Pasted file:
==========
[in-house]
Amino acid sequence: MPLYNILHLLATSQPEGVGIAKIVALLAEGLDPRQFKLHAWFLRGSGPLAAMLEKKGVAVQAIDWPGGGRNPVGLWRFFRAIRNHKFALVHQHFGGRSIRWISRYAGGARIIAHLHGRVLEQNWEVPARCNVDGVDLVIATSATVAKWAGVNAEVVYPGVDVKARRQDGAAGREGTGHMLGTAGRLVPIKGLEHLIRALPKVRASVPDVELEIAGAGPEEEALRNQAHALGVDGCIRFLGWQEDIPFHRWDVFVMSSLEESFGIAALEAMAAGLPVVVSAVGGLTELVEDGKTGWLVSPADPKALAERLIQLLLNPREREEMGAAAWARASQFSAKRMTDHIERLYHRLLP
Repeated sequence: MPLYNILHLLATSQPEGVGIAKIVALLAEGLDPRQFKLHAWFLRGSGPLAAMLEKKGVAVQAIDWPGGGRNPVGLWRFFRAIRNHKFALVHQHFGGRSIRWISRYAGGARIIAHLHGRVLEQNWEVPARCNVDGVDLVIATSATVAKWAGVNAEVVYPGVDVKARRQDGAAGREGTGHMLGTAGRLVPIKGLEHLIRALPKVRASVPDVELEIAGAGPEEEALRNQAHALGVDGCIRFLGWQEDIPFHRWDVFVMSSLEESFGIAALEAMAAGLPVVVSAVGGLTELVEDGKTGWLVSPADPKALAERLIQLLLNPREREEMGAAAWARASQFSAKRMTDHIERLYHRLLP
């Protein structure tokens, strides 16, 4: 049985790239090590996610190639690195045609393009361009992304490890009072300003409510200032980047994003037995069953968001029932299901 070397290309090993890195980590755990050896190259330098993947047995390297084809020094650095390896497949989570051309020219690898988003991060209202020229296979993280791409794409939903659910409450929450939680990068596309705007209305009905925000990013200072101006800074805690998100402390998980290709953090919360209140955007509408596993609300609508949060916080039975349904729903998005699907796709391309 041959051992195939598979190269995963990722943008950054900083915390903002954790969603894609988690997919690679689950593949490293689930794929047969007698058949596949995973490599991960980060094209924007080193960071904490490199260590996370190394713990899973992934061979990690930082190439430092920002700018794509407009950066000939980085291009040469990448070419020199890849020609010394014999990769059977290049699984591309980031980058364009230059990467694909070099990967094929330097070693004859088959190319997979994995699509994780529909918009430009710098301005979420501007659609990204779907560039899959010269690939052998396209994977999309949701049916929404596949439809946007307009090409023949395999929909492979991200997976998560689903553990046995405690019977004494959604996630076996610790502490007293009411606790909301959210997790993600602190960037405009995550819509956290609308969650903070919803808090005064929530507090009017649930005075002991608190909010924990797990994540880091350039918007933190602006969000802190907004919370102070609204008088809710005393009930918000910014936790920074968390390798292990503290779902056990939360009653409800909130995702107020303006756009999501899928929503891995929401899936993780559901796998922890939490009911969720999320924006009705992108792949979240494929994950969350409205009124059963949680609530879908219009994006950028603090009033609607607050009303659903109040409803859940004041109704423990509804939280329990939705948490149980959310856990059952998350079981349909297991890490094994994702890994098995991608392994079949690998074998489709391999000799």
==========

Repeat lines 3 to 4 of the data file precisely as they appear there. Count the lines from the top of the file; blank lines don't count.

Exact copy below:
Repeated sequence: MPLYNILHLLATSQPEGVGIAKIVALLAEGLDPRQFKLHAWFLRGSGPLAAMLEKKGVAVQAIDWPGGGRNPVGLWRFFRAIRNHKFALVHQHFGGRSIRWISRYAGGARIIAHLHGRVLEQNWEVPARCNVDGVDLVIATSATVAKWAGVNAEVVYPGVDVKARRQDGAAGREGTGHMLGTAGRLVPIKGLEHLIRALPKVRASVPDVELEIAGAGPEEEALRNQAHALGVDGCIRFLGWQEDIPFHRWDVFVMSSLEESFGIAALEAMAAGLPVVVSAVGGLTELVEDGKTGWLVSPADPKALAERLIQLLLNPREREEMGAAAWARASQFSAKRMTDHIERLYHRLLP
């Protein structure tokens, strides 16, 4: 049985790239090590996610190639690195045609393009361009992304490890009072300003409510200032980047994003037995069953968001029932299901 070397290309090993890195980590755990050896190259330098993947047995390297084809020094650095390896497949989570051309020219690898988003991060209202020229296979993280791409794409939903659910409450929450939680990068596309705007209305009905925000990013200072101006800074805690998100402390998980290709953090919360209140955007509408596993609300609508949060916080039975349904729903998005699907796709391309 041959051992195939598979190269995963990722943008950054900083915390903002954790969603894609988690997919690679689950593949490293689930794929047969007698058949596949995973490599991960980060094209924007080193960071904490490199260590996370190394713990899973992934061979990690930082190439430092920002700018794509407009950066000939980085291009040469990448070419020199890849020609010394014999990769059977290049699984591309980031980058364009230059990467694909070099990967094929330097070693004859088959190319997979994995699509994780529909918009430009710098301005979420501007659609990204779907560039899959010269690939052998396209994977999309949701049916929404596949439809946007307009090409023949395999929909492979991200997976998560689903553990046995405690019977004494959604996630076996610790502490007293009411606790909301959210997790993600602190960037405009995550819509956290609308969650903070919803808090005064929530507090009017649930005075002991608190909010924990797990994540880091350039918007933190602006969000802190907004919370102070609204008088809710005393009930918000910014936790920074968390390798292990503290779902056990939360009653409800909130995702107020303006756009999501899928929503891995929401899936993780559901796998922890939490009911969720999320924006009705992108792949979240494929994950969350409205009124059963949680609530879908219009994006950028603090009033609607607050009303659903109040409803859940004041109704423990509804939280329990939705948490149980959310856990059952998350079981349909297991890490094994994702890994098995991608392994079949690998074998489709391999000799």